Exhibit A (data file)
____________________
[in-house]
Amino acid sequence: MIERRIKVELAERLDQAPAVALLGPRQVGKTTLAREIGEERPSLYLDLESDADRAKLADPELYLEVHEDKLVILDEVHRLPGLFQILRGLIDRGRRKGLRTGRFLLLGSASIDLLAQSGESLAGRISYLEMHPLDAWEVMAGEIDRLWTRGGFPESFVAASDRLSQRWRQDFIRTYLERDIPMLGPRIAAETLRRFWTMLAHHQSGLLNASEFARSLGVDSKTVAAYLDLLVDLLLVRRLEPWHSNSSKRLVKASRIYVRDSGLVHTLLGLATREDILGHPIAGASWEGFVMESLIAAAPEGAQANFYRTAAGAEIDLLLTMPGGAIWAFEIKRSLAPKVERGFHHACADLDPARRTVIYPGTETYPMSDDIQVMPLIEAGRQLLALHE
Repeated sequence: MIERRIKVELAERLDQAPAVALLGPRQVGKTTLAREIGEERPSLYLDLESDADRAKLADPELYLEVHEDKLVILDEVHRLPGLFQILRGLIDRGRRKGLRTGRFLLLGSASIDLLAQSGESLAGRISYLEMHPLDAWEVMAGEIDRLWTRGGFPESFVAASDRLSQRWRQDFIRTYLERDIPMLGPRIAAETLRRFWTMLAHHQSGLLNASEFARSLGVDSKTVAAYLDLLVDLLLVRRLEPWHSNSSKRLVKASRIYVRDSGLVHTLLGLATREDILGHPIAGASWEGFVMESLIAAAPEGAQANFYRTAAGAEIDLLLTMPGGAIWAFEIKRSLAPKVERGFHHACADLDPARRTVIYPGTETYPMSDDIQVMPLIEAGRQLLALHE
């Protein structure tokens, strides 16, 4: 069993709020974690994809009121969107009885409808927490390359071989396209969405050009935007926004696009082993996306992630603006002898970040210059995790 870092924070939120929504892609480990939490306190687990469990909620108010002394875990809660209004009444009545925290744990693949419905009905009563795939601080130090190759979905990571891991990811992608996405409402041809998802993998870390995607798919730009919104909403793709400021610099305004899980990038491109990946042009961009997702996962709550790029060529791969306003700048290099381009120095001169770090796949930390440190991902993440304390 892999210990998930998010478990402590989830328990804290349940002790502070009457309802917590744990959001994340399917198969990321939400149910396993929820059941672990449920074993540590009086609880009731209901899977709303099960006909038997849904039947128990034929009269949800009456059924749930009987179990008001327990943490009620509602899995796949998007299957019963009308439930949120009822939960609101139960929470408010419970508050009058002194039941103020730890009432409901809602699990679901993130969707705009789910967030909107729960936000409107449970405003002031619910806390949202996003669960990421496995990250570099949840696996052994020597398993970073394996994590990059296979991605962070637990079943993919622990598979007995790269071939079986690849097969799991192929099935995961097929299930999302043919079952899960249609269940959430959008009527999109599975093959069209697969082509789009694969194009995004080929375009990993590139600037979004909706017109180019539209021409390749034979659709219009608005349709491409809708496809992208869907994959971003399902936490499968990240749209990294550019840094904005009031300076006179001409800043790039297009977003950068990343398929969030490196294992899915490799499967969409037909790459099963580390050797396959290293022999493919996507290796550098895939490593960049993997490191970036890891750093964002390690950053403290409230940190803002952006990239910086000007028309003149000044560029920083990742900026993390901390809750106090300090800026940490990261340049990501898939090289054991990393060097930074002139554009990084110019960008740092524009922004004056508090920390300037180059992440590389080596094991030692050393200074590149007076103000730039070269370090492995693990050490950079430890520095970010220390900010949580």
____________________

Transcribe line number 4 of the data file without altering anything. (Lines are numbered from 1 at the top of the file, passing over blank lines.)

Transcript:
């Protein structure tokens, strides 16, 4: 069993709020974690994809009121969107009885409808927490390359071989396209969405050009935007926004696009082993996306992630603006002898970040210059995790 870092924070939120929504892609480990939490306190687990469990909620108010002394875990809660209004009444009545925290744990693949419905009905009563795939601080130090190759979905990571891991990811992608996405409402041809998802993998870390995607798919730009919104909403793709400021610099305004899980990038491109990946042009961009997702996962709550790029060529791969306003700048290099381009120095001169770090796949930390440190991902993440304390 892999210990998930998010478990402590989830328990804290349940002790502070009457309802917590744990959001994340399917198969990321939400149910396993929820059941672990449920074993540590009086609880009731209901899977709303099960006909038997849904039947128990034929009269949800009456059924749930009987179990008001327990943490009620509602899995796949998007299957019963009308439930949120009822939960609101139960929470408010419970508050009058002194039941103020730890009432409901809602699990679901993130969707705009789910967030909107729960936000409107449970405003002031619910806390949202996003669960990421496995990250570099949840696996052994020597398993970073394996994590990059296979991605962070637990079943993919622990598979007995790269071939079986690849097969799991192929099935995961097929299930999302043919079952899960249609269940959430959008009527999109599975093959069209697969082509789009694969194009995004080929375009990993590139600037979004909706017109180019539209021409390749034979659709219009608005349709491409809708496809992208869907994959971003399902936490499968990240749209990294550019840094904005009031300076006179001409800043790039297009977003950068990343398929969030490196294992899915490799499967969409037909790459099963580390050797396959290293022999493919996507290796550098895939490593960049993997490191970036890891750093964002390690950053403290409230940190803002952006990239910086000007028309003149000044560029920083990742900026993390901390809750106090300090800026940490990261340049990501898939090289054991990393060097930074002139554009990084110019960008740092524009922004004056508090920390300037180059992440590389080596094991030692050393200074590149007076103000730039070269370090492995693990050490950079430890520095970010220390900010949580």